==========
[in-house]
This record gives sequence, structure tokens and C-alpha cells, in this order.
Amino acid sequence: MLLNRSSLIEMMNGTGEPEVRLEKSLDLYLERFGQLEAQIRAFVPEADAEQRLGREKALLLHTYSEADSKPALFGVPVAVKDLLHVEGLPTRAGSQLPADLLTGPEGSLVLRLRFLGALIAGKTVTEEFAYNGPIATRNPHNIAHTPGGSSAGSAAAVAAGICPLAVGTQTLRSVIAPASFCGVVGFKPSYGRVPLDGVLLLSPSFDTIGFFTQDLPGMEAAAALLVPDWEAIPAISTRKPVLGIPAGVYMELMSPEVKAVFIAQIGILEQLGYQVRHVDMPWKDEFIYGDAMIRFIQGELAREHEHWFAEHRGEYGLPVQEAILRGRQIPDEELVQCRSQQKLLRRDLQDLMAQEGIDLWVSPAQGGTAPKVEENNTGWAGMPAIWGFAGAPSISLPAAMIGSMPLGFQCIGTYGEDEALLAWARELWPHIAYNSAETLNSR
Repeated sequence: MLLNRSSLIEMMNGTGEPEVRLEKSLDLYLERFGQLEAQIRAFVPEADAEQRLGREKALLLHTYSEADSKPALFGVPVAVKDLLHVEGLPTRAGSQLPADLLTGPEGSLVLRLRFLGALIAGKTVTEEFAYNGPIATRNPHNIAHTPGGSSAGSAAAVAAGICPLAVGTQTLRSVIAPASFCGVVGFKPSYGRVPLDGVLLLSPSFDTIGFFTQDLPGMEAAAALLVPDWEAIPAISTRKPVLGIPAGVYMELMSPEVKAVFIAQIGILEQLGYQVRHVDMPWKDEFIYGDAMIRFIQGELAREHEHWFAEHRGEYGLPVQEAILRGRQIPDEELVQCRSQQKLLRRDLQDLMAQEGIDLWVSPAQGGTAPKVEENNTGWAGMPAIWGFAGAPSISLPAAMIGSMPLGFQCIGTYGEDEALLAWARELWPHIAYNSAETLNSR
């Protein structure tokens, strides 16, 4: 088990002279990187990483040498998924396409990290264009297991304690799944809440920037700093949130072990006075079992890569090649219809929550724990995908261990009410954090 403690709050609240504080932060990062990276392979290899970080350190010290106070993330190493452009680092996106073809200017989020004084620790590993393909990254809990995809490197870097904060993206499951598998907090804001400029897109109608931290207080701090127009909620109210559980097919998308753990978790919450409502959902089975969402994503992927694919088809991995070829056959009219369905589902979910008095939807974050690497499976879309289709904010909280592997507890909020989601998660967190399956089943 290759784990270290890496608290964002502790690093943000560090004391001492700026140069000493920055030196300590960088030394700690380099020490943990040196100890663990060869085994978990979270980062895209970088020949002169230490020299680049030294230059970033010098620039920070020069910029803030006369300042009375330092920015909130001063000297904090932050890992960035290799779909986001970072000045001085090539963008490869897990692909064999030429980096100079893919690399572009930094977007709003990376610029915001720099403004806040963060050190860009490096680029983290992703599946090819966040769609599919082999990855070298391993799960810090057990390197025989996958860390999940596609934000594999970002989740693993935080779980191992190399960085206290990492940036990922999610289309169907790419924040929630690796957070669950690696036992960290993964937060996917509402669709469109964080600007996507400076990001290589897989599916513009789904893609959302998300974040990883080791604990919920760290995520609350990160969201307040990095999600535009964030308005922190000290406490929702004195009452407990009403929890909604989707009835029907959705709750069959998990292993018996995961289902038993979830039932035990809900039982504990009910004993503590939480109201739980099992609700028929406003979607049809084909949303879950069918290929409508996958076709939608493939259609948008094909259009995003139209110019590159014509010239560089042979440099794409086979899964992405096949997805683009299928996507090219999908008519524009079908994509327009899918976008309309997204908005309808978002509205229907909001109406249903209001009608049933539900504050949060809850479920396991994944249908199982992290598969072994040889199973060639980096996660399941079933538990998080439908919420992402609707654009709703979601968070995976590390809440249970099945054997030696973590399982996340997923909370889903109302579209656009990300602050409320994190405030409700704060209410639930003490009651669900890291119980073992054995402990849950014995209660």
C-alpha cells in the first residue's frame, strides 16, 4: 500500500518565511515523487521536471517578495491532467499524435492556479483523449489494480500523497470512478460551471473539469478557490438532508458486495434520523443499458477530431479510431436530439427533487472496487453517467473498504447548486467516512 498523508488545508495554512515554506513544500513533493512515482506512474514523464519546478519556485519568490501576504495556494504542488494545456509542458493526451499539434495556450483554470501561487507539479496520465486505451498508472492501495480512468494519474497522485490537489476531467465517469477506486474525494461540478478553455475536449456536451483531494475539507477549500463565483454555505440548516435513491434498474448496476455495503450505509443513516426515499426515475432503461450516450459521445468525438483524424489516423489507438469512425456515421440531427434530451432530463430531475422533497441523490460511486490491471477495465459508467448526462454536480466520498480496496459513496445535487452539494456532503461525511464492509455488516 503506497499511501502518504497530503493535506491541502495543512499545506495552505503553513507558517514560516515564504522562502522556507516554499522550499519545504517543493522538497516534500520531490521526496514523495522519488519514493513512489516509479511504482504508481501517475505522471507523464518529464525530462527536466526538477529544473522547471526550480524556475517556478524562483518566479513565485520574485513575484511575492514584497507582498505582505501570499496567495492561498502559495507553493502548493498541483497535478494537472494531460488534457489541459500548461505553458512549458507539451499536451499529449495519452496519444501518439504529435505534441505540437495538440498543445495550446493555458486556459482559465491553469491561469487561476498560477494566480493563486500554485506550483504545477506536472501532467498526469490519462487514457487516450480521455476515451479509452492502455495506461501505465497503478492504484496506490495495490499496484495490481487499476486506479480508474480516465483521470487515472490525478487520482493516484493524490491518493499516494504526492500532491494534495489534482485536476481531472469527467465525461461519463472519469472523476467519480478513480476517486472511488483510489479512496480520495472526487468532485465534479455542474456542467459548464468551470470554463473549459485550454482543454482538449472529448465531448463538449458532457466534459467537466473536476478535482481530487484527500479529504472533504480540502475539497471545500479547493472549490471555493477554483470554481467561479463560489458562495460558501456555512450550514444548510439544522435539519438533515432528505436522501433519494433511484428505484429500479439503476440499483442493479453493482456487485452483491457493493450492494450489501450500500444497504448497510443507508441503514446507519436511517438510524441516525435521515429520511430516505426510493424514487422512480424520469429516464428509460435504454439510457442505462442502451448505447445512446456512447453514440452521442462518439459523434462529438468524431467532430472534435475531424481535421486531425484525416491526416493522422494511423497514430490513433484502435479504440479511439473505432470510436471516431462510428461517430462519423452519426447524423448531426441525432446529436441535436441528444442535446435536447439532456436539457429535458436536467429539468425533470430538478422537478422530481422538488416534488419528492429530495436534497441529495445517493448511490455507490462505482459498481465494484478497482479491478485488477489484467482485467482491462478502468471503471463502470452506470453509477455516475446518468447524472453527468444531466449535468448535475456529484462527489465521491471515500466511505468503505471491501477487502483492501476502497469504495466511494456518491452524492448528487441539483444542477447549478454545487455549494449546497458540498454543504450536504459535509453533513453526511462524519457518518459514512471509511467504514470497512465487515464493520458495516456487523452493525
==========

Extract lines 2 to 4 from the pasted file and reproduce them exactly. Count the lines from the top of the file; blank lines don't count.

This record gives sequence, structure tokens and C-alpha cells, in this order.
Amino acid sequence: MLLNRSSLIEMMNGTGEPEVRLEKSLDLYLERFGQLEAQIRAFVPEADAEQRLGREKALLLHTYSEADSKPALFGVPVAVKDLLHVEGLPTRAGSQLPADLLTGPEGSLVLRLRFLGALIAGKTVTEEFAYNGPIATRNPHNIAHTPGGSSAGSAAAVAAGICPLAVGTQTLRSVIAPASFCGVVGFKPSYGRVPLDGVLLLSPSFDTIGFFTQDLPGMEAAAALLVPDWEAIPAISTRKPVLGIPAGVYMELMSPEVKAVFIAQIGILEQLGYQVRHVDMPWKDEFIYGDAMIRFIQGELAREHEHWFAEHRGEYGLPVQEAILRGRQIPDEELVQCRSQQKLLRRDLQDLMAQEGIDLWVSPAQGGTAPKVEENNTGWAGMPAIWGFAGAPSISLPAAMIGSMPLGFQCIGTYGEDEALLAWARELWPHIAYNSAETLNSR
Repeated sequence: MLLNRSSLIEMMNGTGEPEVRLEKSLDLYLERFGQLEAQIRAFVPEADAEQRLGREKALLLHTYSEADSKPALFGVPVAVKDLLHVEGLPTRAGSQLPADLLTGPEGSLVLRLRFLGALIAGKTVTEEFAYNGPIATRNPHNIAHTPGGSSAGSAAAVAAGICPLAVGTQTLRSVIAPASFCGVVGFKPSYGRVPLDGVLLLSPSFDTIGFFTQDLPGMEAAAALLVPDWEAIPAISTRKPVLGIPAGVYMELMSPEVKAVFIAQIGILEQLGYQVRHVDMPWKDEFIYGDAMIRFIQGELAREHEHWFAEHRGEYGLPVQEAILRGRQIPDEELVQCRSQQKLLRRDLQDLMAQEGIDLWVSPAQGGTAPKVEENNTGWAGMPAIWGFAGAPSISLPAAMIGSMPLGFQCIGTYGEDEALLAWARELWPHIAYNSAETLNSR